After the marvelously simple Kurosawa movie, "Rhapsody In August," the Art theatre brings us the marvelously complicated "Meeting Venus," by another great, Istvan Szabo.
The director and several of his collaborators and performers are Hungarian, but many others are not. The film is an international effort, produced by quality-minded Britisher (and erstwhile Hollywood studio boss ) David Puttnam. In it , the American Glenn Close plays a Swedish diva, Frenchman Niels Arestrup a Hungarian maestro, Swede Erland Josephson a Catalan (amusingly named Picabia) , a Dutch actress plays a French singer, and on down the line. In culinary terms, this mix is a Russian salad or a Macedoine, terms that are particularly apt today .
The film's production is a microcosm of the New Europe of the 1990s , one that is a long way from becoming the United States of Europe but is trying. The film's subject is essentially the production of Richard Wagner's opera "Tannhauser." Szabo had directed this work on the stage, so that he speaks from experience, both bitter and exhilarating. And the film too is a reflection of and a metaphor for the new democracy and its multicultural chaos. It gains strength from Szabo's past handling of history and parables on politics, power and art, as in his superb movies "Mephisto" and "Colonel Redl."
Arestrup , talented but not too well-known abroad, arrives in Paris from Budapest to conduct "Tannhauser" for an Opera Europa stage production and telecast. He meets with suspiciousness at customs and with confusion at the Paris Opera . There , French people mix (or try to avoid mixing) with foreigners, expatriates, new immigrants or guests. Adults act like children, rivalries and ribaldries reign and idiosyncrasies contest the pecking order. Offense is taken when insults fly but also when none was meant.
While many women makes eyes at the Maestro, he has to face touchiness and temperament, ludicrous union rules and work stoppages, claims and counterclaims, demands, requests for favors, gripes . The elephantine officialdom and bureaucracy can be as vague, lying or sullen as in Arestrup's old communist regime.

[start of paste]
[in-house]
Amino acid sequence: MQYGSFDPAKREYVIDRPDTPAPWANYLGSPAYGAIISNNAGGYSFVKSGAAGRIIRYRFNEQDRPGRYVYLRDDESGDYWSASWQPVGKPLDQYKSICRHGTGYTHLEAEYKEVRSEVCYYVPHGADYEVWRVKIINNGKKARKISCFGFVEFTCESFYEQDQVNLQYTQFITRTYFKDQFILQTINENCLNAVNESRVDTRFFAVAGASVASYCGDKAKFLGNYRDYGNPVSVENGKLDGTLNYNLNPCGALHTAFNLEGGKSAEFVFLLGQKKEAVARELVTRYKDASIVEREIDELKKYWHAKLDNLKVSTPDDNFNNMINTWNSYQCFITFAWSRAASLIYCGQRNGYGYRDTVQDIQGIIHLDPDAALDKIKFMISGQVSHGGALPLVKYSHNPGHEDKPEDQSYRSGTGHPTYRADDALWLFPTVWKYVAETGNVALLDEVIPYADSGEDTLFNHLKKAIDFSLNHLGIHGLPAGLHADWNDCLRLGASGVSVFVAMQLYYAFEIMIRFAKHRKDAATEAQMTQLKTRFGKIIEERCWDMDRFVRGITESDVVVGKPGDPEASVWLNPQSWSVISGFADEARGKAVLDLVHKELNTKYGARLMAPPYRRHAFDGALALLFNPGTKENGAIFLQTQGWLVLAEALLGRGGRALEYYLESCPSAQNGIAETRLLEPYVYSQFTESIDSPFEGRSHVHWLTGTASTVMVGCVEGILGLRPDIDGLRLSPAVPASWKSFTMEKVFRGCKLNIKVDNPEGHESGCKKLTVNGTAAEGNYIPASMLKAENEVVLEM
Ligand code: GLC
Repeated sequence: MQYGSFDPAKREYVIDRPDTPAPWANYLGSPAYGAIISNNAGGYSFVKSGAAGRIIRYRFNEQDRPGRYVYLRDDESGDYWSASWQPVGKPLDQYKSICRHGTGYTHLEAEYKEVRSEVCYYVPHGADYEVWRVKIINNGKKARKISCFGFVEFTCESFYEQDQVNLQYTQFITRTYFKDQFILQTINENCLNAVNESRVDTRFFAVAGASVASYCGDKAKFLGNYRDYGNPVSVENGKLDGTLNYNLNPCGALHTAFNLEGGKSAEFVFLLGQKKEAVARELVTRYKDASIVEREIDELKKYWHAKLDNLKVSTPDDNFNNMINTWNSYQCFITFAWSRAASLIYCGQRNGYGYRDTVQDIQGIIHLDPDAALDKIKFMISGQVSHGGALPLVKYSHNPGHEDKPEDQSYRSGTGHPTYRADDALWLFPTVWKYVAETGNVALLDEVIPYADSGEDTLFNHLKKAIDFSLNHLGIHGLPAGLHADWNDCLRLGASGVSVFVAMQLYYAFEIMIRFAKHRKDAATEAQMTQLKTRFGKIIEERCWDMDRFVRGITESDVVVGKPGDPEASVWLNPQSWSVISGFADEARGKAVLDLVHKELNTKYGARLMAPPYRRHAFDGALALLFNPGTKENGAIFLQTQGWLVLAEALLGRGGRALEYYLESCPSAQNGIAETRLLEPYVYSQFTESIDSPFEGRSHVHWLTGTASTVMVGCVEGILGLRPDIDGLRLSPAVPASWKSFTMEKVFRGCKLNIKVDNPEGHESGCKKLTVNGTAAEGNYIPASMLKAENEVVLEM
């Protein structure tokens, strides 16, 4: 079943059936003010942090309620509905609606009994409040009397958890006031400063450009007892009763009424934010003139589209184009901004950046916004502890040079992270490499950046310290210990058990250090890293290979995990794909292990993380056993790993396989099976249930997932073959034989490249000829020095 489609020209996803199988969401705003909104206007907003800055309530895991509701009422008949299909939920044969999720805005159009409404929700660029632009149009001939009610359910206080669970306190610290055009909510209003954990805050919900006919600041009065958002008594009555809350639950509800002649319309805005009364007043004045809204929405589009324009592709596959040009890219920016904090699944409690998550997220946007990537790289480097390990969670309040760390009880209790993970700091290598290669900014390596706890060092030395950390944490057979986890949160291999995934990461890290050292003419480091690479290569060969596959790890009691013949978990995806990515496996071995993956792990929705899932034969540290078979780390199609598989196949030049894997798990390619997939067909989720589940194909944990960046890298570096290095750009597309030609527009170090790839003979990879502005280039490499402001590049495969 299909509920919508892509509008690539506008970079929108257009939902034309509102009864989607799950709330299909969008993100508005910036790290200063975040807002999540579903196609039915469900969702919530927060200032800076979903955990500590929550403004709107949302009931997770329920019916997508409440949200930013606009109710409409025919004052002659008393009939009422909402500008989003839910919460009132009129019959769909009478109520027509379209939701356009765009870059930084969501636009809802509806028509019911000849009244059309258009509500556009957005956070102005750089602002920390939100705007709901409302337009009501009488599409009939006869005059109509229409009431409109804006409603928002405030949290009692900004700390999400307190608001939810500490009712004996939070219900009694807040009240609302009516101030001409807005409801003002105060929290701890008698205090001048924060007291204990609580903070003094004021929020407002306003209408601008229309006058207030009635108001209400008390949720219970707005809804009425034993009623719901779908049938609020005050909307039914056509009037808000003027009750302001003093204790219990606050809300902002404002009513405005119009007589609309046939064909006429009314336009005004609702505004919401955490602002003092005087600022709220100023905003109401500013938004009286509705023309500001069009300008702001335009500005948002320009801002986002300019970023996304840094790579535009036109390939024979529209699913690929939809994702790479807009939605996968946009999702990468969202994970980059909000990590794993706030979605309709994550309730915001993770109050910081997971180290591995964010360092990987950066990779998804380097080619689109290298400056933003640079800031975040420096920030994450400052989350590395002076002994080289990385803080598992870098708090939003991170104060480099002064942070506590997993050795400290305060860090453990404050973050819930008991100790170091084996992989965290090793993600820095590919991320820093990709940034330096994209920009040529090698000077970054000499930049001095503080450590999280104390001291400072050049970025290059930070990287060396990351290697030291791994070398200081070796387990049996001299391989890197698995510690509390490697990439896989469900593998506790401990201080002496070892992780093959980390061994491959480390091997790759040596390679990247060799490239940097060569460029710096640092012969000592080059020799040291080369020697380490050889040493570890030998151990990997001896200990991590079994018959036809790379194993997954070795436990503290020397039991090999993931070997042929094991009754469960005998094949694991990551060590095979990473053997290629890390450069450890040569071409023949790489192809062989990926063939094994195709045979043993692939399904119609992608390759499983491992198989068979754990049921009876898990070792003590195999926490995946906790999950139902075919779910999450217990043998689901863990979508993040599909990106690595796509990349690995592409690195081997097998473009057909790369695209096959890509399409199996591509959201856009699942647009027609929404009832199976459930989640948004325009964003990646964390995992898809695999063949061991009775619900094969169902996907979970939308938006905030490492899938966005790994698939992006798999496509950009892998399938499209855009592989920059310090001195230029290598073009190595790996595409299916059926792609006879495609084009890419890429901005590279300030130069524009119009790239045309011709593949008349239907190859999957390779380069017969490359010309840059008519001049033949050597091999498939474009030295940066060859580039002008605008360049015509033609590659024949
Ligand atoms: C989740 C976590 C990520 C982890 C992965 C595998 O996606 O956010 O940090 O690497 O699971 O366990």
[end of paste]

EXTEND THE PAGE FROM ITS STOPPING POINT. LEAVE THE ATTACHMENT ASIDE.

The movie's wit, humor, irony and occasional surrealist touches sometimes remind you of Fellini, though Szabo is definitely his own man. The whole things works like a candid, behind- the-scenes documentary, real and fascinating. It is not a farce like the Marx Brothers' "A Night At The Opera" but a rich, sophisticated work, cynical yet idealistic, blasť yet fresh and done with Continental aplomb.
The Maestro brings to his job in Paris his complexes, insecurities and his fiery love of music. He meets Venus twice: first the hefty singer who plays Lady Venus and carries on with an Italian colleague, then Glenn Close who sings Elisabeth, whose face is on the posters and who arrives late for rehearsals, dispensing theatrical hugs and flouncing like the prima donna she is.
She starts singing (with the glorious, dubbed voice of Kiri Te Kanawa) and mesmerizes us, the public, and them, her fellow musicians. Suddenly, in mid-phrase, two dozen wrist-alarms go off. It's break time. Everyone quits. It is delicious comedy topped by Close's matter-of-fact acceptance of the situation.
By now, mini-subplots, asides and shenanigans have given us a host of types, backgrounds and deft characterizations. The actors are terrific, unglamorized, and believable. Close and Arestrup have no TV-Commercial looks but their character, personality and passion for music transfigure them.
The exotic Maestro is adulated by all, yet ignored, even snubbed, by Close. Then Arestrup's tolerance of the caprices of others reaches its limit. He explodes (musically) and Close joins him. This signals, in the closing words of "Casablanca," the beginning of a beautiful friendship.
The trouble is that the friendship is between conductor Mars , married, with child, and diva Venus, the Goddess of Love and experienced in conductors. In a first phase, the amours work nicely and are reasonably plot-enriching, even though the affair's fervor seems far less convincing and interesting than the musical fervor.
In a second stage, Eros makes Arestrup do some silly , improbable and terribly immature things , more patched in than worked into the plot. The movie falters, but not enough to cause major damage.
Some things get sorted out ( very relatively ), others heat up, accidents and incidents multiply as we near the dress rehearsal then the actual performance. A last-minute super-glitch changes what was planned as a modern production of "Tannhauser" into a postmodern happening. But all's well that ends well, and the ending here is about sound and fury signifying music in an epiphany of opera rarely so well done in cinema.
[Review published 17 April 1992]